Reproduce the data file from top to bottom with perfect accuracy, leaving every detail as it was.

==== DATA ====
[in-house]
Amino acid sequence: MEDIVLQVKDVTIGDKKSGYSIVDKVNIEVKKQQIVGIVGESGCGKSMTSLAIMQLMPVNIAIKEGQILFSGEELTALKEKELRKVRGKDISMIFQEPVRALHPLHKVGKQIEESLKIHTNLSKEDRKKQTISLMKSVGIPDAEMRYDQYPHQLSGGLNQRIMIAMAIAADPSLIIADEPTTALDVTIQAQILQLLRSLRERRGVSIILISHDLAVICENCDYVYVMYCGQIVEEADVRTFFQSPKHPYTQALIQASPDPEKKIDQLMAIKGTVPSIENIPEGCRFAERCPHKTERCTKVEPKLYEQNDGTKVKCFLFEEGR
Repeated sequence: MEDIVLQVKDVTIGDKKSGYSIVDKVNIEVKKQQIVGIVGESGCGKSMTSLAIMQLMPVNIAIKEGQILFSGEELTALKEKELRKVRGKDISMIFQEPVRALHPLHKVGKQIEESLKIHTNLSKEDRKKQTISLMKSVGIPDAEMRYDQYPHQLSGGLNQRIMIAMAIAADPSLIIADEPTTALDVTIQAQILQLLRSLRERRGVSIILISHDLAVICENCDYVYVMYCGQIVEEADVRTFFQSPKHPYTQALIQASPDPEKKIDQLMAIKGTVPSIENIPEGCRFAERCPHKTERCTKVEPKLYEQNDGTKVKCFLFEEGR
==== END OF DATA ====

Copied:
[in-house]
Amino acid sequence: MEDIVLQVKDVTIGDKKSGYSIVDKVNIEVKKQQIVGIVGESGCGKSMTSLAIMQLMPVNIAIKEGQILFSGEELTALKEKELRKVRGKDISMIFQEPVRALHPLHKVGKQIEESLKIHTNLSKEDRKKQTISLMKSVGIPDAEMRYDQYPHQLSGGLNQRIMIAMAIAADPSLIIADEPTTALDVTIQAQILQLLRSLRERRGVSIILISHDLAVICENCDYVYVMYCGQIVEEADVRTFFQSPKHPYTQALIQASPDPEKKIDQLMAIKGTVPSIENIPEGCRFAERCPHKTERCTKVEPKLYEQNDGTKVKCFLFEEGR
Repeated sequence: MEDIVLQVKDVTIGDKKSGYSIVDKVNIEVKKQQIVGIVGESGCGKSMTSLAIMQLMPVNIAIKEGQILFSGEELTALKEKELRKVRGKDISMIFQEPVRALHPLHKVGKQIEESLKIHTNLSKEDRKKQTISLMKSVGIPDAEMRYDQYPHQLSGGLNQRIMIAMAIAADPSLIIADEPTTALDVTIQAQILQLLRSLRERRGVSIILISHDLAVICENCDYVYVMYCGQIVEEADVRTFFQSPKHPYTQALIQASPDPEKKIDQLMAIKGTVPSIENIPEGCRFAERCPHKTERCTKVEPKLYEQNDGTKVKCFLFEEGR